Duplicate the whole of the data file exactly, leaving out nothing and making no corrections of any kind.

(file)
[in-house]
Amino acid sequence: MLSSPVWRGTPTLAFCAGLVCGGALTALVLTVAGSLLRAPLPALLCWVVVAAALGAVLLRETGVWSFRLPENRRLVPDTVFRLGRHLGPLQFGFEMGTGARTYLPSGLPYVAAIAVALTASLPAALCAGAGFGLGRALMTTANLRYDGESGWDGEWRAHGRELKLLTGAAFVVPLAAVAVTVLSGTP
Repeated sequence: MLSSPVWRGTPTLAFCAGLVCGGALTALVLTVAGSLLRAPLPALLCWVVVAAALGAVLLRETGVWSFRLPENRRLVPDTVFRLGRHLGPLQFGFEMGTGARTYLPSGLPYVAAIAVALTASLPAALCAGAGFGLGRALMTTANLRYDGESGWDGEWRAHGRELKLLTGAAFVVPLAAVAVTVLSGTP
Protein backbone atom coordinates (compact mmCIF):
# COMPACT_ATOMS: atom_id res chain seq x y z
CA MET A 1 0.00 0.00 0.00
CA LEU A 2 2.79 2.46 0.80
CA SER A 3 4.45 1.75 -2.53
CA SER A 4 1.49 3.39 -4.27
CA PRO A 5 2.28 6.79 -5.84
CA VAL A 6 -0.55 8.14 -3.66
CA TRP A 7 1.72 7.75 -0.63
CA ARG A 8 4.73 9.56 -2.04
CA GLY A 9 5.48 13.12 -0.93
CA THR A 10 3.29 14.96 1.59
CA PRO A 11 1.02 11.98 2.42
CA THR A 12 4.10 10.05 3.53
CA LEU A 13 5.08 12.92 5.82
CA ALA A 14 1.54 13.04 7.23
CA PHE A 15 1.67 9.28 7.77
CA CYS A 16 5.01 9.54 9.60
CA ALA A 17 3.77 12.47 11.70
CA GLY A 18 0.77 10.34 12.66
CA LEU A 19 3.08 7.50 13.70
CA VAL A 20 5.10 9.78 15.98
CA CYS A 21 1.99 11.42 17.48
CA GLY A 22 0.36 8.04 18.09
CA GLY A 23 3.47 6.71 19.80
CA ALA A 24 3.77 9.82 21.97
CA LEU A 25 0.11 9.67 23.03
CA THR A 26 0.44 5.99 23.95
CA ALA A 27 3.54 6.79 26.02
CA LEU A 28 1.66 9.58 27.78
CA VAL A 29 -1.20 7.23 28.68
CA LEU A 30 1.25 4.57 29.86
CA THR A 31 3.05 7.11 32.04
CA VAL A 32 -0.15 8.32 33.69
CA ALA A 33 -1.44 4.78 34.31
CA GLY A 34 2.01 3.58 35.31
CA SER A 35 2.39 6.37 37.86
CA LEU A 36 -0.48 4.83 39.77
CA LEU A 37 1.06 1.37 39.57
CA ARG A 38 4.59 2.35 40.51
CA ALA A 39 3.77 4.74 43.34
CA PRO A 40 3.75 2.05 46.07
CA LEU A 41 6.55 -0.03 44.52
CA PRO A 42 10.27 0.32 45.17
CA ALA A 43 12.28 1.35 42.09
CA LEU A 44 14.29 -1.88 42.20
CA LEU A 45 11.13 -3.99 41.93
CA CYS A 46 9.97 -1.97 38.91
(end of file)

[in-house]
Amino acid sequence: MLSSPVWRGTPTLAFCAGLVCGGALTALVLTVAGSLLRAPLPALLCWVVVAAALGAVLLRETGVWSFRLPENRRLVPDTVFRLGRHLGPLQFGFEMGTGARTYLPSGLPYVAAIAVALTASLPAALCAGAGFGLGRALMTTANLRYDGESGWDGEWRAHGRELKLLTGAAFVVPLAAVAVTVLSGTP
Repeated sequence: MLSSPVWRGTPTLAFCAGLVCGGALTALVLTVAGSLLRAPLPALLCWVVVAAALGAVLLRETGVWSFRLPENRRLVPDTVFRLGRHLGPLQFGFEMGTGARTYLPSGLPYVAAIAVALTASLPAALCAGAGFGLGRALMTTANLRYDGESGWDGEWRAHGRELKLLTGAAFVVPLAAVAVTVLSGTP
Protein backbone atom coordinates (compact mmCIF):
# COMPACT_ATOMS: atom_id res chain seq x y z
CA MET A 1 0.00 0.00 0.00
CA LEU A 2 2.79 2.46 0.80
CA SER A 3 4.45 1.75 -2.53
CA SER A 4 1.49 3.39 -4.27
CA PRO A 5 2.28 6.79 -5.84
CA VAL A 6 -0.55 8.14 -3.66
CA TRP A 7 1.72 7.75 -0.63
CA ARG A 8 4.73 9.56 -2.04
CA GLY A 9 5.48 13.12 -0.93
CA THR A 10 3.29 14.96 1.59
CA PRO A 11 1.02 11.98 2.42
CA THR A 12 4.10 10.05 3.53
CA LEU A 13 5.08 12.92 5.82
CA ALA A 14 1.54 13.04 7.23
CA PHE A 15 1.67 9.28 7.77
CA CYS A 16 5.01 9.54 9.60
CA ALA A 17 3.77 12.47 11.70
CA GLY A 18 0.77 10.34 12.66
CA LEU A 19 3.08 7.50 13.70
CA VAL A 20 5.10 9.78 15.98
CA CYS A 21 1.99 11.42 17.48
CA GLY A 22 0.36 8.04 18.09
CA GLY A 23 3.47 6.71 19.80
CA ALA A 24 3.77 9.82 21.97
CA LEU A 25 0.11 9.67 23.03
CA THR A 26 0.44 5.99 23.95
CA ALA A 27 3.54 6.79 26.02
CA LEU A 28 1.66 9.58 27.78
CA VAL A 29 -1.20 7.23 28.68
CA LEU A 30 1.25 4.57 29.86
CA THR A 31 3.05 7.11 32.04
CA VAL A 32 -0.15 8.32 33.69
CA ALA A 33 -1.44 4.78 34.31
CA GLY A 34 2.01 3.58 35.31
CA SER A 35 2.39 6.37 37.86
CA LEU A 36 -0.48 4.83 39.77
CA LEU A 37 1.06 1.37 39.57
CA ARG A 38 4.59 2.35 40.51
CA ALA A 39 3.77 4.74 43.34
CA PRO A 40 3.75 2.05 46.07
CA LEU A 41 6.55 -0.03 44.52
CA PRO A 42 10.27 0.32 45.17
CA ALA A 43 12.28 1.35 42.09
CA LEU A 44 14.29 -1.88 42.20
CA LEU A 45 11.13 -3.99 41.93
CA CYS A 46 9.97 -1.97 38.91